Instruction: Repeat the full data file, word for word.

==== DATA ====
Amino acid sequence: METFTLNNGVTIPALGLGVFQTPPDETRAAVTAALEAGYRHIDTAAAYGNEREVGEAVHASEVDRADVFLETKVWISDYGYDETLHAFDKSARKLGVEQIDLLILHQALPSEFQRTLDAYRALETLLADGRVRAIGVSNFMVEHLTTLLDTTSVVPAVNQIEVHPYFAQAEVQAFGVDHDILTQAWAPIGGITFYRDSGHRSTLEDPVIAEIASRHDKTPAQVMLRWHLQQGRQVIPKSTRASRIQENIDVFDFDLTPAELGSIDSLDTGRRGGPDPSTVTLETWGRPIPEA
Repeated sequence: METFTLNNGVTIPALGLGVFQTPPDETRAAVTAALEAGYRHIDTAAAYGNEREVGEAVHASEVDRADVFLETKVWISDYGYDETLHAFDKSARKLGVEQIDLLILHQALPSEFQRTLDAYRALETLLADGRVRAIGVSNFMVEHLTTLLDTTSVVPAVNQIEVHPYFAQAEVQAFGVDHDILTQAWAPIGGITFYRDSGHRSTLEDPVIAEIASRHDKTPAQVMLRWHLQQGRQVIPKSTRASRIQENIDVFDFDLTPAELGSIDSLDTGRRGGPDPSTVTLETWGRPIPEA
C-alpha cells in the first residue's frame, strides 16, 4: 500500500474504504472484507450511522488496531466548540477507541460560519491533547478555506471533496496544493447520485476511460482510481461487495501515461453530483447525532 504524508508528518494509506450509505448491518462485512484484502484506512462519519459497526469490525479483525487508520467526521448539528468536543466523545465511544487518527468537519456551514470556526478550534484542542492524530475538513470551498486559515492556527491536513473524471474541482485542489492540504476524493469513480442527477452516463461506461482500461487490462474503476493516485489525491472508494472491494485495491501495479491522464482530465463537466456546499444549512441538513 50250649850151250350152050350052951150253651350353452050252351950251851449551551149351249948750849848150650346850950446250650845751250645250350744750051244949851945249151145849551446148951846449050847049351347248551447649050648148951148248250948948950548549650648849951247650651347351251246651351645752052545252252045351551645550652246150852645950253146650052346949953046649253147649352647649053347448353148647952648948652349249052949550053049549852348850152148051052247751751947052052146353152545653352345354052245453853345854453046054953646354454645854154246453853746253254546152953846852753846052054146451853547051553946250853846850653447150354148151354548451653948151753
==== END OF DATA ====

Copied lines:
Amino acid sequence: METFTLNNGVTIPALGLGVFQTPPDETRAAVTAALEAGYRHIDTAAAYGNEREVGEAVHASEVDRADVFLETKVWISDYGYDETLHAFDKSARKLGVEQIDLLILHQALPSEFQRTLDAYRALETLLADGRVRAIGVSNFMVEHLTTLLDTTSVVPAVNQIEVHPYFAQAEVQAFGVDHDILTQAWAPIGGITFYRDSGHRSTLEDPVIAEIASRHDKTPAQVMLRWHLQQGRQVIPKSTRASRIQENIDVFDFDLTPAELGSIDSLDTGRRGGPDPSTVTLETWGRPIPEA
Repeated sequence: METFTLNNGVTIPALGLGVFQTPPDETRAAVTAALEAGYRHIDTAAAYGNEREVGEAVHASEVDRADVFLETKVWISDYGYDETLHAFDKSARKLGVEQIDLLILHQALPSEFQRTLDAYRALETLLADGRVRAIGVSNFMVEHLTTLLDTTSVVPAVNQIEVHPYFAQAEVQAFGVDHDILTQAWAPIGGITFYRDSGHRSTLEDPVIAEIASRHDKTPAQVMLRWHLQQGRQVIPKSTRASRIQENIDVFDFDLTPAELGSIDSLDTGRRGGPDPSTVTLETWGRPIPEA
C-alpha cells in the first residue's frame, strides 16, 4: 500500500474504504472484507450511522488496531466548540477507541460560519491533547478555506471533496496544493447520485476511460482510481461487495501515461453530483447525532 504524508508528518494509506450509505448491518462485512484484502484506512462519519459497526469490525479483525487508520467526521448539528468536543466523545465511544487518527468537519456551514470556526478550534484542542492524530475538513470551498486559515492556527491536513473524471474541482485542489492540504476524493469513480442527477452516463461506461482500461487490462474503476493516485489525491472508494472491494485495491501495479491522464482530465463537466456546499444549512441538513 50250649850151250350152050350052951150253651350353452050252351950251851449551551149351249948750849848150650346850950446250650845751250645250350744750051244949851945249151145849551446148951846449050847049351347248551447649050648148951148248250948948950548549650648849951247650651347351251246651351645752052545252252045351551645550652246150852645950253146650052346949953046649253147649352647649053347448353148647952648948652349249052949550053049549852348850152148051052247751751947052052146353152545653352345354052245453853345854453046054953646354454645854154246453853746253254546152953846852753846052054146451853547051553946250853846850653447150354148151354548451653948151753